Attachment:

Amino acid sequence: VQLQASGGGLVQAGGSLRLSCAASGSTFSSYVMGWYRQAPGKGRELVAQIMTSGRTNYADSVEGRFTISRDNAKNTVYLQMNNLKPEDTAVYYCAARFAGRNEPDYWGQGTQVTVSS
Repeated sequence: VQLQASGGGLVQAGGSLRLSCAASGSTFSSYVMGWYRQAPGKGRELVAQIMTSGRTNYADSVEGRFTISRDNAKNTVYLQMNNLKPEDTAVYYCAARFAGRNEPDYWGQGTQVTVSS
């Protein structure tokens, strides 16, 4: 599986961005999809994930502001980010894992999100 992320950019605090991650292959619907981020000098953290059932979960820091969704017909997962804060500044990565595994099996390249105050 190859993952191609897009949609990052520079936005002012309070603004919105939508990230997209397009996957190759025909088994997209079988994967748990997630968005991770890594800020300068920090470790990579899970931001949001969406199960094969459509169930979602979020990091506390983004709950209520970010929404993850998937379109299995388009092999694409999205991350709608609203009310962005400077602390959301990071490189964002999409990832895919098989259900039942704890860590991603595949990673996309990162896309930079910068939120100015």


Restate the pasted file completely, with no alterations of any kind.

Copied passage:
Amino acid sequence: VQLQASGGGLVQAGGSLRLSCAASGSTFSSYVMGWYRQAPGKGRELVAQIMTSGRTNYADSVEGRFTISRDNAKNTVYLQMNNLKPEDTAVYYCAARFAGRNEPDYWGQGTQVTVSS
Repeated sequence: VQLQASGGGLVQAGGSLRLSCAASGSTFSSYVMGWYRQAPGKGRELVAQIMTSGRTNYADSVEGRFTISRDNAKNTVYLQMNNLKPEDTAVYYCAARFAGRNEPDYWGQGTQVTVSS
């Protein structure tokens, strides 16, 4: 599986961005999809994930502001980010894992999100 992320950019605090991650292959619907981020000098953290059932979960820091969704017909997962804060500044990565595994099996390249105050 190859993952191609897009949609990052520079936005002012309070603004919105939508990230997209397009996957190759025909088994997209079988994967748990997630968005991770890594800020300068920090470790990579899970931001949001969406199960094969459509169930979602979020990091506390983004709950209520970010929404993850998937379109299995388009092999694409999205991350709608609203009310962005400077602390959301990071490189964002999409990832895919098989259900039942704890860590991603595949990673996309990162896309930079910068939120100015």